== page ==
The Johnsons' Craftsman home features a charming inglenook, a small room by the "ingle" or fire, with built-in benches and bookcases. The living room is paneled in old-growth, clear-heart redwood.
How could such a good idea have disappeared? What homeowner would not want a cozy nook by the fire, with a window seat, built-in padded bench and built-in bookshelves?
The Craftsman-style house owned by Los Altans Annie Lin-Johnson and Jim Johnson on Maynard Court boasts such a room. Called an "inglenook" or "chimney corner," the area has an open fireplace flanked by comfortable benches snuggled against the walls and windows. The room contains only the fireplace, the two benches and two bookcases with glass-door fronts (to keep the soot off the books).
"It's too small to accommodate a lot of people," Jim said, "but it's a very cozy place to read by the fire."
The fireplace was built with clinker ("exploded") bricks gathered from the rubble of the 1906 San Francisco earthquake. Such bricks were discarded for being uneven in color and texture until Craftsman artisans began using them. The name is said to come from the sound made when two of the bricks - heavier than regular bricks - were banged together.
The whole house is cozy. All the materials exude warmth and sensuality - you want to touch the walls. All the lines are clean, simple, uncluttered and substantial. No wonder the house has survived nearly 100 years.
The two-story shingled Craftsman bungalow was built in 1908 by J. Gilbert Smith, who also built, and lived in, what is today the Los Altos History House Museum. Like the History House, the Johnson residence was once a farmhouse surrounded by apricot orchards. Some of the original apricot trees, now old and gnarled, are still producing. The original driveway on what was then a four-acre parcel extended to San Antonio Road. Now newer houses surround the historic structure.
The original property included a water tower that supplied irrigation to the surrounding farms.
The Johnsons are the fourth owners of the home. Smith sold it to the Kilpatrick family and, in 1924, sea captain J.J. Manning bought it because it reminded him of the interior of a ship. His daughter Arah Manning Love grew up there, moved away, got married and came back. She taught at the Little Brown Shoe preschool in an adjacent building. She sold the house to the Johnsons in 1994.
Like many other Craftsman bungalows, this one consists of large rooms built around a living room in the center front of the house. This type of house was usually of moderate size, but each room was large. The Craftsman style was so popular that plans were sold by Sears and Roebuck.
The gambrel-roofed Johnson residence boasts a superb Craftsman interior, beautifully restored and gleaming from decades of devoted care. The ceiling beams and wall panels are made from huge planks of clear-heart redwood harvested from virgin growth in Big Basin, Santa Cruz County.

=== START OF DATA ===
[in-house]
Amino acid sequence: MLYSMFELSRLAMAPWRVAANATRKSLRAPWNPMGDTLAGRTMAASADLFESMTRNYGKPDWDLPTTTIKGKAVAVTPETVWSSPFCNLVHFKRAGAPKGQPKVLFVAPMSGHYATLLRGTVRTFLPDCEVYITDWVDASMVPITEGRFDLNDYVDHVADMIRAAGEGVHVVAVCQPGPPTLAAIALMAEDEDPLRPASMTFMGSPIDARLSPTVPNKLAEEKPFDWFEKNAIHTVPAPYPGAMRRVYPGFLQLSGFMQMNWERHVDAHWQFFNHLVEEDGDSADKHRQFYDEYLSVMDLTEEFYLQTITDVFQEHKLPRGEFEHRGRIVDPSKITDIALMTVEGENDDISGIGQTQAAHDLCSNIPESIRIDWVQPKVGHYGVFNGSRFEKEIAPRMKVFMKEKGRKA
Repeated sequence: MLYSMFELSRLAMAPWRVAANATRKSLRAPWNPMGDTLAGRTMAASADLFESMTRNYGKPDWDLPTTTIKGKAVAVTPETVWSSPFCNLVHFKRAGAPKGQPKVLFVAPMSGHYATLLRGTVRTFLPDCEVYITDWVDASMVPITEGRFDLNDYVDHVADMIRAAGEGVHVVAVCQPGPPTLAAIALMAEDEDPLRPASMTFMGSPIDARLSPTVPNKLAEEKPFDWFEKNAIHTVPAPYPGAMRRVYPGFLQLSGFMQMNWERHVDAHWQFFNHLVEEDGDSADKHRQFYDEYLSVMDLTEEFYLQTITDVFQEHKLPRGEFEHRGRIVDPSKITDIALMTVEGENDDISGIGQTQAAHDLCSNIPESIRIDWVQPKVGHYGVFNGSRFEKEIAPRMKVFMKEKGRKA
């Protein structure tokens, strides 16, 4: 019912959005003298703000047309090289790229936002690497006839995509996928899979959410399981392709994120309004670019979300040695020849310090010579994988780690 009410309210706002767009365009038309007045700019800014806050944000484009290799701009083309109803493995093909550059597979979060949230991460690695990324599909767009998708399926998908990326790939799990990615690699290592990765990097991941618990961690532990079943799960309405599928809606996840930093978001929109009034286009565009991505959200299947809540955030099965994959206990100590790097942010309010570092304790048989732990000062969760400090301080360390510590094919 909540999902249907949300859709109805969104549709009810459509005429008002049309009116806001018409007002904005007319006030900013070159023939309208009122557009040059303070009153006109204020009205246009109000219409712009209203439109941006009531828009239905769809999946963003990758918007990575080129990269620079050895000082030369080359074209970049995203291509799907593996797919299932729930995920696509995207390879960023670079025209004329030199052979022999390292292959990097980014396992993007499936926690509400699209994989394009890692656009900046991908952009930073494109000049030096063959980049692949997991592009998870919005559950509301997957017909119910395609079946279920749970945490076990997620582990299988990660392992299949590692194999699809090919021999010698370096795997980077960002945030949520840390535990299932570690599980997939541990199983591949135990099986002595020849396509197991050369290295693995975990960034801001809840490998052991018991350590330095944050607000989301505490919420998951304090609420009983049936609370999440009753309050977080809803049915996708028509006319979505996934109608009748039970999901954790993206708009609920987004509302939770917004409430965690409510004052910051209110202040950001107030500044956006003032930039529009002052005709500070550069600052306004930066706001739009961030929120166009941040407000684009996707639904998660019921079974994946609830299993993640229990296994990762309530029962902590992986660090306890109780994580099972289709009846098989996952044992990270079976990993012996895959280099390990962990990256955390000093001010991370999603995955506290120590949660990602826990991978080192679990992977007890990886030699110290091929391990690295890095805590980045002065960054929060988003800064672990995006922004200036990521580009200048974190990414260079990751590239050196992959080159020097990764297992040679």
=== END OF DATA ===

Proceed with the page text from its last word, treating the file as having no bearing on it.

"We are sometimes tempted to paint the walls a brighter color, because it tends to be dark in here," Annie said. "We did let in more light by trimming back a wisteria that hung over the windows."
The 70-year-old wisteria now grows on a trellis removed from the house.
The original light fixtures are still working, after being restored and rewired for safety. Original knobs and pulls adorn the built-in breakfront china cabinet in the dining room. Beautiful original hardware accents the 4-1/2-foot-wide wooden door, which is similar to the doors used on Craftsman bungalows in Berkeley by architects Greene and Greene.
There are still a few faint stains on the dining room wall and a patched hole in the ceiling from one of the pot-bellied stoves once used to heat the house.
The original house was a small farmhouse. Over time, owners added rooms.
"We took off a bad addition," said Annie. "One of the previous owners added on some rooms in the Eichler style; it didn't go with the original house at all. We tore out those rooms and built Craftsman-style rooms."
The new rooms include an open, large kitchen, an airy, light family room, and upstairs bedrooms and bath. The master bedroom has a coved ceiling. The new rooms blend seamlessly with the old.
Upstairs, a former sleeping porch has been converted to an indoor office. Describing the original open porch, Jim said, "The idea was you sleep outside because the air was considered healthy, good for curing respiratory diseases. The air here is dryer than in many places."
The well-landscaped yard includes a pool. The Johnsons do all their own gardening because "it's fun and relaxing," said Annie.
A vast, first-floor covered porch, at the entrance, glassed in on one side and overlooking the garden on the other, provided a sheltered area for the children to play on rainy days when they were small.
Now, son Keane, 14, attends Los Altos High School, and Audun, 11, attends Santa Rita Elementary School.
The old house likes to tell its own story at times. "Whenever the temperature changes, the house creaks and pops and bangs," said Annie. "When we were remodeling, the workers asked us if the house was haunted."
"It's a lot of noise," said Jim, "but you get used to it. We were warned."